Current law: New York’s current law justifying police use of force does not provide a mechanism for prosecutors to consider an officer’s own responsibility for creating the need for force in the first place.

Police Accountability Act reform: The Police Accountability Act seeks to explicitly allow prosecutors to consider whether an officer’s conduct created a substantial and unjustifiable risk that force would become necessary. Where that is the case, an officer may not avail themselves of the justification defense.

) Establish Standards and Criminal Penalties to Prevent Excessive Use of Police Force

The Police Accountability Act — sponsored by State Senator Kevin Parker in the Senate and to be sponsored by Assemblymember N. Nick Perry in the Assembly — seeks to establish criminal penalties for police officers who employ force that is grossly in excess of what is warranted under the circumstances and where that force causes physical injury or death. The level of charge would depend on the severity of the injuries caused.

“Our legal system makes it far too difficult to achieve fairness where police violence is concerned,” said Senate Deputy Leader Michael Gianaris. “This legislative proposal will provide the tools necessary to hold wrongdoers accountable and move us closer to justice. I thank Attorney General James for her efforts on this important issue and look forward to working with her to get it done.”

“Currently, the ‘excessive use of force’ is a term of poetry in the state of New York. This important legislation corrects that and defines it in the law,” said State Senator Kevin Parker. “This creates a reasonable expectation for law enforcement as well as the people of our great state. Thank you to the attorney general for your leadership on this important issue.”

“The use of excessive force by police officers has not only taken loved ones and family members, but is also a continuous scourge for our communities,” said State Senator Jamaal Bailey. “The Police Accountability Act will make it clearly understood that the state of New York will not tolerate individuals in law enforcement who deviate from the mission of protecting and serving and instead attempt to incorrectly take justice into their own hands. To minimize the occurrences of unjustified uses of force, accountability and consequences are necessary. Establishing explicit standards and expectations for officers, coupled with criminal penalties, will create a system where justice is equitable and responsibility can be had. Techniques such as de-escalation are proven to work and should be emphasized as being necessary and commonly used tools, and in many occurrences can be substituted for the use of force. The Police Accountability Act is a landmark set of reforms that will work to answer the shortcomings in our current criminal justice system and work to protect many communities. I would like to thank New York Attorney General Letitia James for her dedication and continuous work of ensuring that justice is fair and even-handed for all New Yorkers.”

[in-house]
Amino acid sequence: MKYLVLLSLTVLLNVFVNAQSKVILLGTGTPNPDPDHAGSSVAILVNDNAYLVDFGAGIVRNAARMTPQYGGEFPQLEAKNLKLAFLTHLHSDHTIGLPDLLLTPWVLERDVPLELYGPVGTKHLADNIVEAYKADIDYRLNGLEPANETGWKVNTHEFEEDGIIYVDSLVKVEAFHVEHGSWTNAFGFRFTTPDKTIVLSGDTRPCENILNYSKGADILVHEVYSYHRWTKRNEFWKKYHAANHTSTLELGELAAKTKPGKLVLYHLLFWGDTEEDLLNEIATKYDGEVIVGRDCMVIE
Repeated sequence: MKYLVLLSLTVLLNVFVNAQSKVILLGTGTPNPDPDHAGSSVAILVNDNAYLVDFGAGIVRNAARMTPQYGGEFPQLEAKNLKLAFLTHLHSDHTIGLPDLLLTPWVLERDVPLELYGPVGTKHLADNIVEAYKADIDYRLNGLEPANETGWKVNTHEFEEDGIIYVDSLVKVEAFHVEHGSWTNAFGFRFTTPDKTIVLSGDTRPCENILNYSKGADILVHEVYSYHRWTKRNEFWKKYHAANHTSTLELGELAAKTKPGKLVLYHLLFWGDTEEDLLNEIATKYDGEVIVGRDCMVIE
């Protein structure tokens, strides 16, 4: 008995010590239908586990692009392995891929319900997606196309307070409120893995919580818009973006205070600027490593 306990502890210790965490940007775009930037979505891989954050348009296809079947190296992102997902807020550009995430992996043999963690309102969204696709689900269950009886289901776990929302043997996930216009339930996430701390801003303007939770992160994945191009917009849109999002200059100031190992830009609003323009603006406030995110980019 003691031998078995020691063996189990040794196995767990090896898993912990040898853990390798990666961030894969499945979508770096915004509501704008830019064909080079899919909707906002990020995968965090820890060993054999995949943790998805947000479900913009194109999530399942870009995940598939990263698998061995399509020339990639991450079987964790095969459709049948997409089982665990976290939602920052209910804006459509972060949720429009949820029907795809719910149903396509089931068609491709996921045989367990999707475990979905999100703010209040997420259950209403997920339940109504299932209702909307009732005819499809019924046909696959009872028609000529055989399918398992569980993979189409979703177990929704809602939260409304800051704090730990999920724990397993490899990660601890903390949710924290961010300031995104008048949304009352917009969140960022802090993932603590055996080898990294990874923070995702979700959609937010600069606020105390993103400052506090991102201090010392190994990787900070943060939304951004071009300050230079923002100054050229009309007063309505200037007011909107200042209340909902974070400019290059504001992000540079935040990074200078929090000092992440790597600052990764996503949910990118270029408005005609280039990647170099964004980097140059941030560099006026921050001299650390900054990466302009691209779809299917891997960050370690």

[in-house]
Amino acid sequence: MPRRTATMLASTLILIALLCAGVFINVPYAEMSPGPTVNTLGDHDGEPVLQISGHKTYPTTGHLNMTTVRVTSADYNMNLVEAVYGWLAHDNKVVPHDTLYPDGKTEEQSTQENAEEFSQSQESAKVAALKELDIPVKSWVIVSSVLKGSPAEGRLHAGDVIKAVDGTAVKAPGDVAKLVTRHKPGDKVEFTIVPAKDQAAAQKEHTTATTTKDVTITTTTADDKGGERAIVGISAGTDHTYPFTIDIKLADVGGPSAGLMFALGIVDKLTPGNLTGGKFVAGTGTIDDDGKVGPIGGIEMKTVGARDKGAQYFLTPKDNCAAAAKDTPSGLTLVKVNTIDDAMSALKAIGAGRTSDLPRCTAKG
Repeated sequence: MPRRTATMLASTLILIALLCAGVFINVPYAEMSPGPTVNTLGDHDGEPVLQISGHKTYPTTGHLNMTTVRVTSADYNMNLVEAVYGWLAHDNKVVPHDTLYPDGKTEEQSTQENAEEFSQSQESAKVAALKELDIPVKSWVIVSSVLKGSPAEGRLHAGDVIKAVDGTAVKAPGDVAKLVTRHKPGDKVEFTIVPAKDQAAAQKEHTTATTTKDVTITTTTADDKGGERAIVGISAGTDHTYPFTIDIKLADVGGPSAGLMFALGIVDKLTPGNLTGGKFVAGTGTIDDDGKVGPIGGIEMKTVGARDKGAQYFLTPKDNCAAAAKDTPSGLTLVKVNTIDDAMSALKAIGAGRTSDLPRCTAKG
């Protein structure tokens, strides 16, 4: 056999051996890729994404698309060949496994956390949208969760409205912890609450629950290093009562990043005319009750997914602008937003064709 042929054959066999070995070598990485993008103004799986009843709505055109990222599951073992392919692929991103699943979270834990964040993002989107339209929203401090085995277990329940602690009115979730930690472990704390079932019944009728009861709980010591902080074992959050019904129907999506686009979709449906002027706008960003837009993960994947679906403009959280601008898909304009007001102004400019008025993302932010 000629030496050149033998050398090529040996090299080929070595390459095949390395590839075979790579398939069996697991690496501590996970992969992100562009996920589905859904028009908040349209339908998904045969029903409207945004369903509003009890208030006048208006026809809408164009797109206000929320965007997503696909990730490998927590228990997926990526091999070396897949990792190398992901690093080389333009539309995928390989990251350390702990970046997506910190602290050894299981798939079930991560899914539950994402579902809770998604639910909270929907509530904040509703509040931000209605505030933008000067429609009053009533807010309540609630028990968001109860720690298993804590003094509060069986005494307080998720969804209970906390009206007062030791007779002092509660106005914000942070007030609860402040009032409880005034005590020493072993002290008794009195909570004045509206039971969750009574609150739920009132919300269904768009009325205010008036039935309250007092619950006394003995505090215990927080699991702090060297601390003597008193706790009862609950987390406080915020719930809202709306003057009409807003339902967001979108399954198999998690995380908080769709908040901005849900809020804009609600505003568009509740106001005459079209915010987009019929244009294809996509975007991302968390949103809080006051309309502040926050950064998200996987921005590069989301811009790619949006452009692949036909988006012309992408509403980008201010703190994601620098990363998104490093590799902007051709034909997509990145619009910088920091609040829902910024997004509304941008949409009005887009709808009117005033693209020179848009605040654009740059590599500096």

“Today, we answer the call of the people of New York state who have spoken up loudly and clearly,” said Assemblymember Nick Perry. “I am proud to sponsor the Police Accountability Act in the New York Assembly to reform police use of force laws in New York state. I do so on behalf of all those men and women who were taken from their families and loved ones far too soon because police used unjustified and excessive force. The shoot first mentality must end, whether you are wearing a badge or not. This act will save lives, and make the use of deadly force, an absolute last resort.”

“Misconduct and abuse of power has become culturally engrained within our police forces, and we must work together to bring it to an end,” said Assemblymember Catalina Cruz. “The unjustified and excessive use of force, as well as the lack of accountability, are destroying the relationship between the police and the communities they have been tasked to serve. These critical initiatives will begin to change that. I want to thank the attorney general for her bold and forward-facing leadership, and I am proud to stand in support and as an ally in the fight to strengthen and protect our communities.”

“There is no question that our criminal justice system is in need of drastic reform,” said Gwen Carr, mother of Eric Garner. “For far too long, police officers have gotten away with putting people’s lives in danger without facing consequence of any kind. Not only is that unjust, but it’s deeply painful for those of us who have lost family members to police violence. I commend Attorney General James for taking this bold and necessary action to reform New York’s laws and ensure that we have more tools available to hold officers accountable who use unnecessary deadly force.”

Tuesday, April 14, 2020

AG Letitia James Sues Trump Administration Over Unlawful Regulations Restricting Coronavirus-Based Paid Sick Leave

New York Attorney General Letitia James today filed a lawsuit against the Trump Administration challenging its rule that unlawfully narrows workers’ rights to paid sick leave and emergency family leave during the coronavirus disease 2019 (COVID-19) pandemic. The regulations put forth by the U.S. Department of Labor (DOL) contradict the Families First Coronavirus Response Act (FFCRA) and risk denying vital financial support during an unprecedented crisis and exposing workers, their families, and their communities to unnecessary spread of COVID-19.

Additionally, Attorney General James filed a motion for summary judgment, requesting that the United States District Court for the Southern District of New York block the Trump Administration’s regulations and restore the FFCRA to its intended effect.

“As the efforts to stem the spread of COVID-19 continue, I will continue to leverage the powers of my office to serve as a frontline defense for protecting the rights of people, especially those who need a hand up at this time,” said Attorney General James. “The paid sick leave and emergency family leave provisions of the FFCRA were enacted to protect public health and to provide economic security to working families. The Trump Administration’s rule makes it harder for New Yorkers and Americans throughout the country to claim these paid benefits, which unnecessarily puts more workers at risk of exposure to COVID-19. I will fight to prevent that from happening.”